• On the 29th, two fiery discs were sighted over uranium mines located in the southern part of the Belgian Congo in the Elisabethville district, east of the Luapula River which connects the Meru and Bangweolo lakes. The discs glided in elegant curves and changed their position many times, so that from below they sometimes appeared as plates, ovals or simply lines. Suddenly, both discs stopped, hovered in one spot, then took off in a unique zig-zag flight. A penetrating hissing and buzzing sound was audible to the onlookers below. The performance lasted from 10 to 12 minutes. Commander Pierre of the small Elisabethville airport immediately set out in pursuit with a fighter plane. On his first approach he came within about 120 meters of one of the discs. According to his estimates, the disc had a diameter of 12 to 15 meters and was discus-shaped. The inner core remained absolutely still; a knob coming out from the center and several small openings could plainly be seen. The outer rim was completely veiled in fire and must have had an enormous speed of rotation. The color of the metal was similar to that of aluminum. The discs traveled in a precise and light manner, both vertically and horizontally. Changes in elevation from 800 to 1000 meters could be accomplished in a few seconds; the discs often streaked down to within 20 meters of the tree tops. Pierre did not regard it possible that the discs could be manned, since the irregular speed as well as the heat would make it impossible for a person to stay inside the stable core. Pierre had to give up the pursuit after 15 minutes since both discs, with a loud whistling sound which he heard despite the noise of his own plane, disappeared in a straight line toward Lake Tanganyika. He estimated their speed at about 1500 km/hr. (Declassified CIA document 8/16/52; UFOs: A History 1952, Jan-May)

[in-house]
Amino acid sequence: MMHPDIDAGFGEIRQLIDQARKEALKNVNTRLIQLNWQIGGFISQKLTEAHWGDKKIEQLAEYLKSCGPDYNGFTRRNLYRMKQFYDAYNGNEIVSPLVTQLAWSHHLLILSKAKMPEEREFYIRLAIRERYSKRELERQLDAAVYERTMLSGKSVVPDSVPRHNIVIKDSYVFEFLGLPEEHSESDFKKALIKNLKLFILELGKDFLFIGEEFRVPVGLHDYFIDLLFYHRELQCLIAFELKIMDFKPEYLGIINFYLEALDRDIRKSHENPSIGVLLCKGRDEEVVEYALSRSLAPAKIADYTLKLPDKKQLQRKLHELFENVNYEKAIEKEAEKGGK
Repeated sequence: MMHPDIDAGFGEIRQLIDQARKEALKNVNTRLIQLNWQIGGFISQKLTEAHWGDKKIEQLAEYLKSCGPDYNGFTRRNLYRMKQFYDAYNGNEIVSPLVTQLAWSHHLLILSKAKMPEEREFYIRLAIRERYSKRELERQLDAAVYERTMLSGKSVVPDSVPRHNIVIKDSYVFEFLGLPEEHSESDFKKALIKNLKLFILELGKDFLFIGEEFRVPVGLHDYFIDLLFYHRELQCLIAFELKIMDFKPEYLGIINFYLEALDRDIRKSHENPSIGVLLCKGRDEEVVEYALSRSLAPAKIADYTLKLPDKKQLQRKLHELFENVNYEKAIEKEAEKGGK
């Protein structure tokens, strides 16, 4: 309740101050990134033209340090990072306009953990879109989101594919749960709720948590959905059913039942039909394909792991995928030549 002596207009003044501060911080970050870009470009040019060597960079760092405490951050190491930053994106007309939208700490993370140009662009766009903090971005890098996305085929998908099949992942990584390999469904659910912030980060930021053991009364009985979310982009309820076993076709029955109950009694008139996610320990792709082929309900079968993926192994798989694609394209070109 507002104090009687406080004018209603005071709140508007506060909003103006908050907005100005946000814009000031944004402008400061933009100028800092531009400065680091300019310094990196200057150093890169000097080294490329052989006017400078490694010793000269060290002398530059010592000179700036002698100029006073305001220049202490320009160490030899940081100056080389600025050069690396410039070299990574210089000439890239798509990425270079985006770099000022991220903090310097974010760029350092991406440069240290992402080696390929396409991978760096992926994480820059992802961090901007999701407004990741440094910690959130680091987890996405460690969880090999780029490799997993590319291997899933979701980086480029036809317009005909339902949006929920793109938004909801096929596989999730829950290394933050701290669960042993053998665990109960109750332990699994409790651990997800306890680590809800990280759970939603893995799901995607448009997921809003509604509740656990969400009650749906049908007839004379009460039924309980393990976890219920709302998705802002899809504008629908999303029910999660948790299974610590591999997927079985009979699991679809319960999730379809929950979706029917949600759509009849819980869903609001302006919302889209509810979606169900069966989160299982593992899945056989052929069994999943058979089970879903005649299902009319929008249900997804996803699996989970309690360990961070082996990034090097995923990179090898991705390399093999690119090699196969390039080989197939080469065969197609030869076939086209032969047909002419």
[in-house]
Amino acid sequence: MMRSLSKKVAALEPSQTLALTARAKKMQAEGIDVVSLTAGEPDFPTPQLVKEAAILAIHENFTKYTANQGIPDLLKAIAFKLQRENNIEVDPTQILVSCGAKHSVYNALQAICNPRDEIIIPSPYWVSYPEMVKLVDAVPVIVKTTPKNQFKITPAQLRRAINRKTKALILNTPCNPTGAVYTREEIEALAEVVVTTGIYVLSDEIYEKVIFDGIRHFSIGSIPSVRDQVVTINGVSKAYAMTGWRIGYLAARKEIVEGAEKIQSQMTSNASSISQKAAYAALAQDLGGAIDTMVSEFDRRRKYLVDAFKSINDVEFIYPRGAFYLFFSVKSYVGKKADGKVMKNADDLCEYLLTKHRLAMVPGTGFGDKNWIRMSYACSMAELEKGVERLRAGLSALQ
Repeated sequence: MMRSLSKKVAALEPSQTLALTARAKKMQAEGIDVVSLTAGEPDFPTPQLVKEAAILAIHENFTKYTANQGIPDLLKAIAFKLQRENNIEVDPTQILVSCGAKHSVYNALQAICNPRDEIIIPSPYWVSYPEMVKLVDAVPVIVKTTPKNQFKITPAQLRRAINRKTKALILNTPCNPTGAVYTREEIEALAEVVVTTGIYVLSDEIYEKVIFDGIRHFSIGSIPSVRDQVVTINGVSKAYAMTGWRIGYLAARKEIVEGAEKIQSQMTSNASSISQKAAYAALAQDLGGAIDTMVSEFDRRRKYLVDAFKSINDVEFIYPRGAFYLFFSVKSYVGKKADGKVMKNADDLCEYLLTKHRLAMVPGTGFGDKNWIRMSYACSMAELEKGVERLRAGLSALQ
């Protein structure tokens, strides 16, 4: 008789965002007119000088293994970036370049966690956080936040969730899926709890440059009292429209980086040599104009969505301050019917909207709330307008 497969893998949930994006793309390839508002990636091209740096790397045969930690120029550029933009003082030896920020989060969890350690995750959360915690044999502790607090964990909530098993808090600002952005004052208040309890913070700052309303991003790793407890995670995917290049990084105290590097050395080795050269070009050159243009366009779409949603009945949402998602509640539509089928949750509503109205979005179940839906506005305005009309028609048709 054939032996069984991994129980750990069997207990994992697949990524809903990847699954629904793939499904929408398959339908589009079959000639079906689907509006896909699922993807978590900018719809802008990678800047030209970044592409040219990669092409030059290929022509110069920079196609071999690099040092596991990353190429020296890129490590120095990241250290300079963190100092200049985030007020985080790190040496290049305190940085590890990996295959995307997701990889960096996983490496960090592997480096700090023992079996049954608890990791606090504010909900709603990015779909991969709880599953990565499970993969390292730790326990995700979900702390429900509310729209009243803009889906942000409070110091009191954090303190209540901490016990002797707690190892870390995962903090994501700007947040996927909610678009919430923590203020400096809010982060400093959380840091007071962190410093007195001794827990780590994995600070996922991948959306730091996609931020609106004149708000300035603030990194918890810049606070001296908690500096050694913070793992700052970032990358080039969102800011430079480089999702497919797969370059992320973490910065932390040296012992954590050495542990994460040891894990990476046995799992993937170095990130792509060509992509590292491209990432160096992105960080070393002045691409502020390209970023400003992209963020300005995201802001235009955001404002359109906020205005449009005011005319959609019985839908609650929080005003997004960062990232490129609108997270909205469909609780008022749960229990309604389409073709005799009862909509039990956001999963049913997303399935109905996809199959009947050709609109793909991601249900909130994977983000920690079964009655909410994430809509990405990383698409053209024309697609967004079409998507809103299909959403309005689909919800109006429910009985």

• 1957 - Victor Hancock and Guy Miller, pilots for Tennessee Gas Transmission Company, were flying a company DC-3 from Beaumont to Houston, Texas, when they encountered a UFO. About 9:45 p.m. on the eighth, as they were passing over Pasadena at 1500 feet, an object with three large, white, brilliant lights crossed in front of their aircraft. “It was going from south to north,” said Hancock, a veteran of 12 years in the air. “We were going at least 200 miles an hour, and it went by us easily.” He said that it hovered; then sped off, had no navigation lights, and acted unlike an airplane. The brilliance of the object’s lights kept the pilots from getting a definite idea of its shape. “I still don’t know what it was,” Miller said. “When it wanted to, it kept ahead of us easily. It would stop, or seem to stop, just under us. We would bank around, get close to it and it would be gone again.” They got within a quarter-mile of the object. “I got the idea that it was at least the size of our plane,” Hancock said. “I felt that it was just messing around with us. I know that it knew we were following it.” The object was seen approaching the Ellington Air Force Base main runway by the pilots, where it cut across military traffic. At the time the object vanished it seemed to be 200 feet over the runway, proceeding southward. Hancock said the radar operator at Houston International Airport reported to him by radio that he had picked up an object close to the plane’s position, then lost it. United Press reported that the “Air Force was unable to pick up the flying object on its radar.” (The Chronicle, Houston, TX, 3/9/57; The Star-Telegram, Fort Worth, TX, 3/9/57; The Post & Times Herald, Washington, D.C., 3/10/57; The Times, New York, NY, 3/10/57)